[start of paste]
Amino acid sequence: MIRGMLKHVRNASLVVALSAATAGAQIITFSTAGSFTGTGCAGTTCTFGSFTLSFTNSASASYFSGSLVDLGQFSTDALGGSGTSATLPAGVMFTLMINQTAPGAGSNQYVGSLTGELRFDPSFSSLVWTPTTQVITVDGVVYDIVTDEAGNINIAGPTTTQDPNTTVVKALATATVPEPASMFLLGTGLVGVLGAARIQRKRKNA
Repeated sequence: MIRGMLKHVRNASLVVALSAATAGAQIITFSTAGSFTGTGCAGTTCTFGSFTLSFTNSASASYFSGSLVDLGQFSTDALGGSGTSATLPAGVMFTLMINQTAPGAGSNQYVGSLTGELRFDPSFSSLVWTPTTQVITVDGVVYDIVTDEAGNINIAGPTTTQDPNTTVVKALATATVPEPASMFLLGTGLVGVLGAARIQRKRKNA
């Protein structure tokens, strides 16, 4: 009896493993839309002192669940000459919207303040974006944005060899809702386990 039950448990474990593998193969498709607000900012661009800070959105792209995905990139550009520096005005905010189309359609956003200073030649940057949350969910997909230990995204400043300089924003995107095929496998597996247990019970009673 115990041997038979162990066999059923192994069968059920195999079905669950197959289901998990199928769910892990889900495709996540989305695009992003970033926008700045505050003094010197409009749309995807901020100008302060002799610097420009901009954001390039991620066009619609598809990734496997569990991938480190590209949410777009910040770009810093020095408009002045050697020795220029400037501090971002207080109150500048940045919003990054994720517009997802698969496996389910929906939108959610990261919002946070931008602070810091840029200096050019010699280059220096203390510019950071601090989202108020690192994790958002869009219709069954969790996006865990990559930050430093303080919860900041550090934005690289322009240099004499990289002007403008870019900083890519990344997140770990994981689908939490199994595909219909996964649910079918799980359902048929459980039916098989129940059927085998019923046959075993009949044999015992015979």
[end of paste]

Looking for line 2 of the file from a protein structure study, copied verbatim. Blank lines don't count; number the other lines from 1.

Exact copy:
Repeated sequence: MIRGMLKHVRNASLVVALSAATAGAQIITFSTAGSFTGTGCAGTTCTFGSFTLSFTNSASASYFSGSLVDLGQFSTDALGGSGTSATLPAGVMFTLMINQTAPGAGSNQYVGSLTGELRFDPSFSSLVWTPTTQVITVDGVVYDIVTDEAGNINIAGPTTTQDPNTTVVKALATATVPEPASMFLLGTGLVGVLGAARIQRKRKNA